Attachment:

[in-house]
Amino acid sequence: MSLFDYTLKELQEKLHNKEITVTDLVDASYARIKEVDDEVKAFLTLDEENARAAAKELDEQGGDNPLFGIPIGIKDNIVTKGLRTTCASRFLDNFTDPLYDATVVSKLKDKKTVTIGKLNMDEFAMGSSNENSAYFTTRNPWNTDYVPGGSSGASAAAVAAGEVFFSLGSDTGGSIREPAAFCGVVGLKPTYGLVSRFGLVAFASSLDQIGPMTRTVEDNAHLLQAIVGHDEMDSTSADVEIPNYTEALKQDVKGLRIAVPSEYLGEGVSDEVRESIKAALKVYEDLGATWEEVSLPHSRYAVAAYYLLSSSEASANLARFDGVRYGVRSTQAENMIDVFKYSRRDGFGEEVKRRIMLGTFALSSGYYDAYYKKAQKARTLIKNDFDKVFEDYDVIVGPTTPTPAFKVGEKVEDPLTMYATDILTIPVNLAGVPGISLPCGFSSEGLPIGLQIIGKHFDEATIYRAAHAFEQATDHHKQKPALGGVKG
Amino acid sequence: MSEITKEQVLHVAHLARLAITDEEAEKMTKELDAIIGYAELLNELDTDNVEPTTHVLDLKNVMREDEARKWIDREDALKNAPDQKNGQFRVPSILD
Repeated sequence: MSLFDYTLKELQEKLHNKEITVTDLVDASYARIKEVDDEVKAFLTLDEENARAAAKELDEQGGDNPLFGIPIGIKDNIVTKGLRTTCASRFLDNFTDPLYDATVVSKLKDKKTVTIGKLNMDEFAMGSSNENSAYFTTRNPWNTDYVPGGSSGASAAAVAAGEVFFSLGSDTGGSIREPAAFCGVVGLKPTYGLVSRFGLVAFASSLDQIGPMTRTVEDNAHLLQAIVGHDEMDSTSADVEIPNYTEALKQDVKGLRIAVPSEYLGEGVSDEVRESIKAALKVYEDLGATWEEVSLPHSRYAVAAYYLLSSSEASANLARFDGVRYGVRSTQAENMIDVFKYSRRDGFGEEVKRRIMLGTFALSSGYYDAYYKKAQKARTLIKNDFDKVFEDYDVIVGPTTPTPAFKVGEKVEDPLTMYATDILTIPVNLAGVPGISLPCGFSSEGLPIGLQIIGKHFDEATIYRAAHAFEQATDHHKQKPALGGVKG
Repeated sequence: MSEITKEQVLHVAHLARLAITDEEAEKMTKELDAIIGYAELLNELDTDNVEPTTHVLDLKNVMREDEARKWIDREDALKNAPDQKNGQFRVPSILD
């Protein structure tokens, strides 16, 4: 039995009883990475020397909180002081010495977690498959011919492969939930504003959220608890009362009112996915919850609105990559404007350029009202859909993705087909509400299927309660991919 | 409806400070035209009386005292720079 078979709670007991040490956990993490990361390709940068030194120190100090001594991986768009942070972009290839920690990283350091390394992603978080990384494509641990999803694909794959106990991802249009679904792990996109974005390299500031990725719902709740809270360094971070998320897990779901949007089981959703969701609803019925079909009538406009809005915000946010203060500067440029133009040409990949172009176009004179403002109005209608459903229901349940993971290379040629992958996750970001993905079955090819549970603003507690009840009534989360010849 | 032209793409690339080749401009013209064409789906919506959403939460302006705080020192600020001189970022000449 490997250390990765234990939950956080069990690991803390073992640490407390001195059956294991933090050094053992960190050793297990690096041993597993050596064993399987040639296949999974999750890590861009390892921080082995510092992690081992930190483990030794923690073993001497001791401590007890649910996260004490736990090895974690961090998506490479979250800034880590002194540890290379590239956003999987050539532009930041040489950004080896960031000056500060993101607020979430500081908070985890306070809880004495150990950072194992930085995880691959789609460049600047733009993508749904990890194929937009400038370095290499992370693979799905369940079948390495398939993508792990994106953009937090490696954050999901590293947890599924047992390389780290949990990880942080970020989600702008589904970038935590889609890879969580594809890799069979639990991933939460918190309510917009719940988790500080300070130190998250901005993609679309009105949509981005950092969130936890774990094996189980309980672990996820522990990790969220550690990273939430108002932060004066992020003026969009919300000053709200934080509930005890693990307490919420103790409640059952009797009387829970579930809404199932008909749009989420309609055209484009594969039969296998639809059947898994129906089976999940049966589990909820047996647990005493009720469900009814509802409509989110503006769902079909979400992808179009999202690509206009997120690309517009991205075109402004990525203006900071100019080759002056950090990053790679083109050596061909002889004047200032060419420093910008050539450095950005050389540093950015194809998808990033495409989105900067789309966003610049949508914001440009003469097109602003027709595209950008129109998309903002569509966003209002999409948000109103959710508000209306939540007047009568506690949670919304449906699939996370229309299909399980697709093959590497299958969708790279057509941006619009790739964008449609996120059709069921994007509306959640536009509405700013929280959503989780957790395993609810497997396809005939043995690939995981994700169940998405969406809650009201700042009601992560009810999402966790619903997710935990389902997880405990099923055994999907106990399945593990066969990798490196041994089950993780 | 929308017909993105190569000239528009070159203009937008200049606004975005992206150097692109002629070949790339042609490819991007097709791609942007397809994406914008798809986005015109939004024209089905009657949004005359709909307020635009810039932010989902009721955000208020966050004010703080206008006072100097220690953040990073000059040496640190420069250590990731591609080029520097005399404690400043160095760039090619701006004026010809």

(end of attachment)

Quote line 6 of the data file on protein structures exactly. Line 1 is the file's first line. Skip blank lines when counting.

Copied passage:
């Protein structure tokens, strides 16, 4: 039995009883990475020397909180002081010495977690498959011919492969939930504003959220608890009362009112996915919850609105990559404007350029009202859909993705087909509400299927309660991919 | 409806400070035209009386005292720079 078979709670007991040490956990993490990361390709940068030194120190100090001594991986768009942070972009290839920690990283350091390394992603978080990384494509641990999803694909794959106990991802249009679904792990996109974005390299500031990725719902709740809270360094971070998320897990779901949007089981959703969701609803019925079909009538406009809005915000946010203060500067440029133009040409990949172009176009004179403002109005209608459903229901349940993971290379040629992958996750970001993905079955090819549970603003507690009840009534989360010849 | 032209793409690339080749401009013209064409789906919506959403939460302006705080020192600020001189970022000449 490997250390990765234990939950956080069990690991803390073992640490407390001195059956294991933090050094053992960190050793297990690096041993597993050596064993399987040639296949999974999750890590861009390892921080082995510092992690081992930190483990030794923690073993001497001791401590007890649910996260004490736990090895974690961090998506490479979250800034880590002194540890290379590239956003999987050539532009930041040489950004080896960031000056500060993101607020979430500081908070985890306070809880004495150990950072194992930085995880691959789609460049600047733009993508749904990890194929937009400038370095290499992370693979799905369940079948390495398939993508792990994106953009937090490696954050999901590293947890599924047992390389780290949990990880942080970020989600702008589904970038935590889609890879969580594809890799069979639990991933939460918190309510917009719940988790500080300070130190998250901005993609679309009105949509981005950092969130936890774990094996189980309980672990996820522990990790969220550690990273939430108002932060004066992020003026969009919300000053709200934080509930005890693990307490919420103790409640059952009797009387829970579930809404199932008909749009989420309609055209484009594969039969296998639809059947898994129906089976999940049966589990909820047996647990005493009720469900009814509802409509989110503006769902079909979400992808179009999202690509206009997120690309517009991205075109402004990525203006900071100019080759002056950090990053790679083109050596061909002889004047200032060419420093910008050539450095950005050389540093950015194809998808990033495409989105900067789309966003610049949508914001440009003469097109602003027709595209950008129109998309903002569509966003209002999409948000109103959710508000209306939540007047009568506690949670919304449906699939996370229309299909399980697709093959590497299958969708790279057509941006619009790739964008449609996120059709069921994007509306959640536009509405700013929280959503989780957790395993609810497997396809005939043995690939995981994700169940998405969406809650009201700042009601992560009810999402966790619903997710935990389902997880405990099923055994999907106990399945593990066969990798490196041994089950993780 | 929308017909993105190569000239528009070159203009937008200049606004975005992206150097692109002629070949790339042609490819991007097709791609942007397809994406914008798809986005015109939004024209089905009657949004005359709909307020635009810039932010989902009721955000208020966050004010703080206008006072100097220690953040990073000059040496640190420069250590990731591609080029520097005399404690400043160095760039090619701006004026010809």